Film Reviews

Manchester Film Festival: Covadonga

Words have not yet been invented to describe how one feels when observing a giant of a man – Martin Ravin (Beach Pillows’ Sean Hartofilis) –  playing an acoustic guitar by a lake, wearing nothing but his shorts, for he to paddle out in his canoe, into the middle of said lake and dive straight in…

Covadonga presents its story in two chapters, though the events of chapter two look to precede and succeed the events of chapter one, to a slight confusion. The first chapter opens with a beautiful establishing aerial shot of the lake and shore area, where the audience is presented with the beast-sized Martin Ravin playing his blue acoustic guitar and singing an Irish-esque song to himself – his voice is actually somewhat soft.

Soon, however, the story transcends into pure weirdness after Martin begins to mop the walls and beams within his wooden home situated within the woodland close to the lake. Additionally in the first chapter, presented with a static shot, Martin is having a quick shave – using foam, obviously – leading him to scream at the mirror and show off his scary eyes and suspect eyeliner. Later, a lawman (George Hartofilis) arrives, though he insists to Martin that he is a detective and not a police officer, and enquires if George has seen the missing persons, but Martin insists that he has seen nothing…despite the creaking noise of an individual tied to a chair on the floor above. Martin insists that the noise is of the rats, and Detective Doofus believes him, obviously.

Now the second chapter possesses the slight confusions. As mentioned, events in the second chapter suggests to precede and succeed the events in chapter one, beginning with a late night stroll conducted by an adventurous boyfriend-girlfriend couple intending to borrow (without permission) Martin’s canoe – Martin is scoping their actions from a balcony on his house, but he seems admirable of their bravery.

The trouble begins, however, when The Boy (Matthew Montemaro) returns back to land… *without* the girl, and he refers to her as a “bitch”. Something is clearly wrong. Once Martin notices that The Boy has returned alone, he immediately vacates his home like a rabid wolf, brutally attacks The Boy, and then establishes who was tied-up to the chair earlier on in the first chapter. As chapter two transcends into chronologically succeeding the story events of chapter one, Covadonga transitions into more of a horror film, and Martin is now the monster. Genre conventions do, of course, eventually appear, but these are paralleled with Martin’s frequent singing and playing of the acoustic guitar.

Sean Hartofilis’ direction of himself was thrilling and exceeding of expectations, as this was his first time of acting in one of his own films. In his post-premiere Q&A, Hartofilis confirms Stanley Kubrick as an influence, of which he successfully paid homage throughout Covadonga with his Martin Ravin. In Kubrick’s A Clockwork Orange, The Shining and Full Metal Jacket, a character’s psychotic evil is often sold through their eyes – Covadonga’s Martin Ravin is no different, and is potentially the most frightening in ownership of scary eyes.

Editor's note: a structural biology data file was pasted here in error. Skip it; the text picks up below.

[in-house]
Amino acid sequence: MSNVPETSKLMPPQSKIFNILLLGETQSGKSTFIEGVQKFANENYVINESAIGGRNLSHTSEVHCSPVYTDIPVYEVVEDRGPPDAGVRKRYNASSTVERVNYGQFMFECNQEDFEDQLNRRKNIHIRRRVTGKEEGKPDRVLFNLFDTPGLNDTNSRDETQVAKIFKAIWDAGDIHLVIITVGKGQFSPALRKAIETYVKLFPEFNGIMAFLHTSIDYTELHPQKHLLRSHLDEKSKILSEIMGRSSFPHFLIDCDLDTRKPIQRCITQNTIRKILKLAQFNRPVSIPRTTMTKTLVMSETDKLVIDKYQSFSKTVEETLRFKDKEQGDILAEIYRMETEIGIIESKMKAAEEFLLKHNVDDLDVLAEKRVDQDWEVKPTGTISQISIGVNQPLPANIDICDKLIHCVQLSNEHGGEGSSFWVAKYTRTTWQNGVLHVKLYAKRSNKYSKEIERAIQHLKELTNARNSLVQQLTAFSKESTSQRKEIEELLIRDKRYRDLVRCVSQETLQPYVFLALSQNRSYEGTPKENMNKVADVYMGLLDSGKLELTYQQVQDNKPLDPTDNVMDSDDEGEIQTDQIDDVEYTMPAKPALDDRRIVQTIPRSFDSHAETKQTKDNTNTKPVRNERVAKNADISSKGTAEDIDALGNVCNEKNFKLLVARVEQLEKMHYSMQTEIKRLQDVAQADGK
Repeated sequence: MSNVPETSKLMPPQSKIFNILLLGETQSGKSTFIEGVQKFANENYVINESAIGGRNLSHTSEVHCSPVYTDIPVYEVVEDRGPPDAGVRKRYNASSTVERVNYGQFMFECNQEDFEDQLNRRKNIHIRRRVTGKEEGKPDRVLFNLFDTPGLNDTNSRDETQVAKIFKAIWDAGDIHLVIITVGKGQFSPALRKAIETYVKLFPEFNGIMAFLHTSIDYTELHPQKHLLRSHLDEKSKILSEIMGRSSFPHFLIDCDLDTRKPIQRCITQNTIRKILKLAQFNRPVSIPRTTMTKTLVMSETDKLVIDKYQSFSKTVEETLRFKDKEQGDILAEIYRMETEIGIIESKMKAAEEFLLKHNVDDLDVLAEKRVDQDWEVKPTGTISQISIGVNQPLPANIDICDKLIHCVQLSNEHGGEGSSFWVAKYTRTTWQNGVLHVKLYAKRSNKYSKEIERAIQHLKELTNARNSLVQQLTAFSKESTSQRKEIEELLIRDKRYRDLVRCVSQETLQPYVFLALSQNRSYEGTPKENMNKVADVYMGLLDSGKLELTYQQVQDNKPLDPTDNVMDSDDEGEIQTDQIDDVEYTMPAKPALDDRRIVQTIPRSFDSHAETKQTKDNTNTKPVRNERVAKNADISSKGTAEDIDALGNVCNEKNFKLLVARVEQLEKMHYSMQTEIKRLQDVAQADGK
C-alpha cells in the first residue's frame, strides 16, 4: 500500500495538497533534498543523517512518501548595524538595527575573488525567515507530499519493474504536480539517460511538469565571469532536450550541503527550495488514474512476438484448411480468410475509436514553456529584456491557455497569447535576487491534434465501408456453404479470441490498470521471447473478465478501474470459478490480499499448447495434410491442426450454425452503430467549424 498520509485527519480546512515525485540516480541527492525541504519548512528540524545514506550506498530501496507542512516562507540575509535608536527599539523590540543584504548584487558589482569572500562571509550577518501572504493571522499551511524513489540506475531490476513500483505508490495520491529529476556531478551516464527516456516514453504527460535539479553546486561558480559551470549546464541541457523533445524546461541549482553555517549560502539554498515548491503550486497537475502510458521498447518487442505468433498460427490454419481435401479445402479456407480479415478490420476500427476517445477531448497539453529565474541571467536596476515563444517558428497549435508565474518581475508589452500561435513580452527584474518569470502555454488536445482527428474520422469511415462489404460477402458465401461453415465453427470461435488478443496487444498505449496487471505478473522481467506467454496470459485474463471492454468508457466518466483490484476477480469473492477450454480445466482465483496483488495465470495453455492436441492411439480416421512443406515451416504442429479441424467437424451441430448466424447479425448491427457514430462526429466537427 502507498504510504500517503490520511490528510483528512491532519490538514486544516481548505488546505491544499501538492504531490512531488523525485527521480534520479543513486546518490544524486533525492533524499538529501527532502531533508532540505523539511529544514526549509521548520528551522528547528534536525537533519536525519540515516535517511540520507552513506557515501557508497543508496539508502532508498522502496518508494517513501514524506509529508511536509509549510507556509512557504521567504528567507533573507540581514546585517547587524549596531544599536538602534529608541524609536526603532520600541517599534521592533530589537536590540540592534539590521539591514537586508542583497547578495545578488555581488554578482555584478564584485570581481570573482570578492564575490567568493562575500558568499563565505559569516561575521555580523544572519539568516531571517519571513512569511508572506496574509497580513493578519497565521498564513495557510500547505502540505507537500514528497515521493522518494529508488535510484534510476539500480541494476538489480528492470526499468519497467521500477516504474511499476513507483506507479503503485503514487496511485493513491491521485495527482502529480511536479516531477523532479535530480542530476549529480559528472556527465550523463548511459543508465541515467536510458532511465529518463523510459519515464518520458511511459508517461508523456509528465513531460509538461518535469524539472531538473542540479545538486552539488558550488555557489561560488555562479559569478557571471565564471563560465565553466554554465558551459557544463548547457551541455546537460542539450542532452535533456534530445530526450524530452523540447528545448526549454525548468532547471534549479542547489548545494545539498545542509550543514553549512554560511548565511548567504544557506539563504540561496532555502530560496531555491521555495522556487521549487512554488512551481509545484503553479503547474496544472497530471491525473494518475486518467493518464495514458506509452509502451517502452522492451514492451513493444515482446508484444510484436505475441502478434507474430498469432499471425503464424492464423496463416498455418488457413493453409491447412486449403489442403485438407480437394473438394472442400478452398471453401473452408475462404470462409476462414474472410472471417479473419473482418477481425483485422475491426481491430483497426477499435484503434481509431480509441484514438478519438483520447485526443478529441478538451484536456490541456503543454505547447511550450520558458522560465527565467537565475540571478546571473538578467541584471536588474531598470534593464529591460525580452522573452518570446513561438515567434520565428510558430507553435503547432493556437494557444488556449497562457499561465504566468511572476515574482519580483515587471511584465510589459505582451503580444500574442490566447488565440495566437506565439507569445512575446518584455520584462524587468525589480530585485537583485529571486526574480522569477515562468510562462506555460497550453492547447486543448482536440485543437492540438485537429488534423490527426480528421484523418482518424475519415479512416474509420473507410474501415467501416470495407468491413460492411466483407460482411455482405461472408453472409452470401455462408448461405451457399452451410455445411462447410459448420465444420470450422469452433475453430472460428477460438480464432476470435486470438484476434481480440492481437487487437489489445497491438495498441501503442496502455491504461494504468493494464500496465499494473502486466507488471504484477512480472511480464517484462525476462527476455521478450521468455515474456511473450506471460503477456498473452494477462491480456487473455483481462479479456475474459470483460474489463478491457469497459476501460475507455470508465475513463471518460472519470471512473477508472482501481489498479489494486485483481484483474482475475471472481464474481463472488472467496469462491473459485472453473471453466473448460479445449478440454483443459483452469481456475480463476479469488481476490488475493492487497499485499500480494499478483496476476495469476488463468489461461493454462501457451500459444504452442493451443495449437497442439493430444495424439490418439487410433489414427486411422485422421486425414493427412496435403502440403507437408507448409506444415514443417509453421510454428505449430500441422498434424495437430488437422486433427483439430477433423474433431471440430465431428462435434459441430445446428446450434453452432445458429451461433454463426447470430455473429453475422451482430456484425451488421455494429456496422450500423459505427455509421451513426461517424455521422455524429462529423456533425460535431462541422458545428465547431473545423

Though not a prominent feature film actor, like Sean Hartofilis, Matthew Montemaro is positive in his role as The Boy. From acting cool in front of The Girl (Phoenix Catherine) to being either dazed or petrified under the punishment of Martin, Montemaro’s acting is believable in a film of which is far from believable.

A major criticism of Covadonga has to be Martin’s musical performances. Yes, the singing and guitar playing are good – Martin/Sean Hartofilis is not a rubbish musician. Sean Hartofilis is actually a very talented musician outside of film, thus one has to question whether the many songs performed are for the expression of the character or just a showcase of the filmmaker’s non-filmmaking talents. Also in the post-premiere Q&A, Hartofilis was questioned whether he was a filmmaker or musician, and he replied with the former. Additionally in the Q&A, Hartofilis revealed that some of the songs were written for Covadonga, however, a select song was written ten years prior.

As a character study, however, it is of a profound interest to see how individuals cope with loss, as Martin is a widower, and has his former wife buried by the side of the house. Martin’s overly sincere and soft musical performances seem to be his coping mechanism. Incidentally, the title, Covadonga, derives from the village in Spain, of which Martin performs a monologue about, almost on par with Samuel L. Jackson early on in Pulp Fiction.

Ultimately, Covadonga is a tough one to consider because the psychological thriller/horror indie does have many merits, especially in suspense and so on, and the story is fun (though slightly confusing), but there is no hiding from an over-usage of musical performances, of which grow to pose no relevance and distance the viewer from Covadonga’s story, and instead into memorisation of Sean Hartofilis the musician.

1 comment

  1. Dominic,

    Thanks so much for the thorough consideration, insights, and great kindness. Your time and effort in seeing the film and sharing your thoughts is very meaningful to me.

    *3 chapters.
    **No eyeliner.
    ***I’m not a professional musician but am grateful you consider that a possibility.

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